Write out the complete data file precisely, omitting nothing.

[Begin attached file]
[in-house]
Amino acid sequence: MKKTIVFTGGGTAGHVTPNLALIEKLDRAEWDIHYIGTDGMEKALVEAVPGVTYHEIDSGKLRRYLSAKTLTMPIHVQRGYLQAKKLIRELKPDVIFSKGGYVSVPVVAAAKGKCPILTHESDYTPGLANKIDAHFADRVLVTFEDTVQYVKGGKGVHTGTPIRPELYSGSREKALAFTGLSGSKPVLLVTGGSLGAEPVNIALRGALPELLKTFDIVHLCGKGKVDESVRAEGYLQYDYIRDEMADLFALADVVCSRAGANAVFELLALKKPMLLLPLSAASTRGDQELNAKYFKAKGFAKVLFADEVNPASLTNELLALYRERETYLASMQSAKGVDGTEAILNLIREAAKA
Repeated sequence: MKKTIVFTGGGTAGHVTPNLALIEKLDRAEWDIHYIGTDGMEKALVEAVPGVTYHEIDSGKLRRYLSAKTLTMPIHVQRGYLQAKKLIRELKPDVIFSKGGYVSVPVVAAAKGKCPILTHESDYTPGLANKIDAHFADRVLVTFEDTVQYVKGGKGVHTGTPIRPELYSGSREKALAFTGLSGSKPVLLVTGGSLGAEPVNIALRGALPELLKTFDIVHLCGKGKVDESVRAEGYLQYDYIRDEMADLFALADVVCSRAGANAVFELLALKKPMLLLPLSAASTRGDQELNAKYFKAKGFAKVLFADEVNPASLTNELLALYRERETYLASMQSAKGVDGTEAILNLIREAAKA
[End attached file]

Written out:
[in-house]
Amino acid sequence: MKKTIVFTGGGTAGHVTPNLALIEKLDRAEWDIHYIGTDGMEKALVEAVPGVTYHEIDSGKLRRYLSAKTLTMPIHVQRGYLQAKKLIRELKPDVIFSKGGYVSVPVVAAAKGKCPILTHESDYTPGLANKIDAHFADRVLVTFEDTVQYVKGGKGVHTGTPIRPELYSGSREKALAFTGLSGSKPVLLVTGGSLGAEPVNIALRGALPELLKTFDIVHLCGKGKVDESVRAEGYLQYDYIRDEMADLFALADVVCSRAGANAVFELLALKKPMLLLPLSAASTRGDQELNAKYFKAKGFAKVLFADEVNPASLTNELLALYRERETYLASMQSAKGVDGTEAILNLIREAAKA
Repeated sequence: MKKTIVFTGGGTAGHVTPNLALIEKLDRAEWDIHYIGTDGMEKALVEAVPGVTYHEIDSGKLRRYLSAKTLTMPIHVQRGYLQAKKLIRELKPDVIFSKGGYVSVPVVAAAKGKCPILTHESDYTPGLANKIDAHFADRVLVTFEDTVQYVKGGKGVHTGTPIRPELYSGSREKALAFTGLSGSKPVLLVTGGSLGAEPVNIALRGALPELLKTFDIVHLCGKGKVDESVRAEGYLQYDYIRDEMADLFALADVVCSRAGANAVFELLALKKPMLLLPLSAASTRGDQELNAKYFKAKGFAKVLFADEVNPASLTNELLALYRERETYLASMQSAKGVDGTEAILNLIREAAKA